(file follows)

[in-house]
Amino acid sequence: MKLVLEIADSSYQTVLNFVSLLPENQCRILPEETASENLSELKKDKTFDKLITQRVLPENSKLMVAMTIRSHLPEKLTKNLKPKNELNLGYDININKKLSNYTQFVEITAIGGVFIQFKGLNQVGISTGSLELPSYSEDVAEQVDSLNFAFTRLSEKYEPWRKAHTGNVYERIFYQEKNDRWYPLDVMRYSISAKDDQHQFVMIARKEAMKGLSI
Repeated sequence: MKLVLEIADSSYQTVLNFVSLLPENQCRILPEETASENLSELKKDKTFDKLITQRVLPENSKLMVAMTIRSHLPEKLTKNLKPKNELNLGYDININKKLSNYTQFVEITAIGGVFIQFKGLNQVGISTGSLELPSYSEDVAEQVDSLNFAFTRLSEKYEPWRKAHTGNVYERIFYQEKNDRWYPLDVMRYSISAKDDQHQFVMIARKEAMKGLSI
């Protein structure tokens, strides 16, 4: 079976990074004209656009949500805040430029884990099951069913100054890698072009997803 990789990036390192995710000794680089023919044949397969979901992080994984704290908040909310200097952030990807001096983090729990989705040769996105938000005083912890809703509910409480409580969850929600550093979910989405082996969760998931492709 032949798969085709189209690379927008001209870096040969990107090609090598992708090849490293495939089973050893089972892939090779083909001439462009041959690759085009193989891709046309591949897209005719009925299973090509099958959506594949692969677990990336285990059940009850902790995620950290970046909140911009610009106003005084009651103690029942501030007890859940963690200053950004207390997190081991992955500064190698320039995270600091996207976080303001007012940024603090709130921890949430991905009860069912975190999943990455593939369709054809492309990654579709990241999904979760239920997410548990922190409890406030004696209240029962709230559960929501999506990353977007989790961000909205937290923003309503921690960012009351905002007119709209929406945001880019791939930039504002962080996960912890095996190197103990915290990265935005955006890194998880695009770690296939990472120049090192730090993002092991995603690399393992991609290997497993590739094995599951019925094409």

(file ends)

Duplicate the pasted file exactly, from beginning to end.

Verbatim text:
[in-house]
Amino acid sequence: MKLVLEIADSSYQTVLNFVSLLPENQCRILPEETASENLSELKKDKTFDKLITQRVLPENSKLMVAMTIRSHLPEKLTKNLKPKNELNLGYDININKKLSNYTQFVEITAIGGVFIQFKGLNQVGISTGSLELPSYSEDVAEQVDSLNFAFTRLSEKYEPWRKAHTGNVYERIFYQEKNDRWYPLDVMRYSISAKDDQHQFVMIARKEAMKGLSI
Repeated sequence: MKLVLEIADSSYQTVLNFVSLLPENQCRILPEETASENLSELKKDKTFDKLITQRVLPENSKLMVAMTIRSHLPEKLTKNLKPKNELNLGYDININKKLSNYTQFVEITAIGGVFIQFKGLNQVGISTGSLELPSYSEDVAEQVDSLNFAFTRLSEKYEPWRKAHTGNVYERIFYQEKNDRWYPLDVMRYSISAKDDQHQFVMIARKEAMKGLSI
């Protein structure tokens, strides 16, 4: 079976990074004209656009949500805040430029884990099951069913100054890698072009997803 990789990036390192995710000794680089023919044949397969979901992080994984704290908040909310200097952030990807001096983090729990989705040769996105938000005083912890809703509910409480409580969850929600550093979910989405082996969760998931492709 032949798969085709189209690379927008001209870096040969990107090609090598992708090849490293495939089973050893089972892939090779083909001439462009041959690759085009193989891709046309591949897209005719009925299973090509099958959506594949692969677990990336285990059940009850902790995620950290970046909140911009610009106003005084009651103690029942501030007890859940963690200053950004207390997190081991992955500064190698320039995270600091996207976080303001007012940024603090709130921890949430991905009860069912975190999943990455593939369709054809492309990654579709990241999904979760239920997410548990922190409890406030004696209240029962709230559960929501999506990353977007989790961000909205937290923003309503921690960012009351905002007119709209929406945001880019791939930039504002962080996960912890095996190197103990915290990265935005955006890194998880695009770690296939990472120049090192730090993002092991995603690399393992991609290997497993590739094995599951019925094409």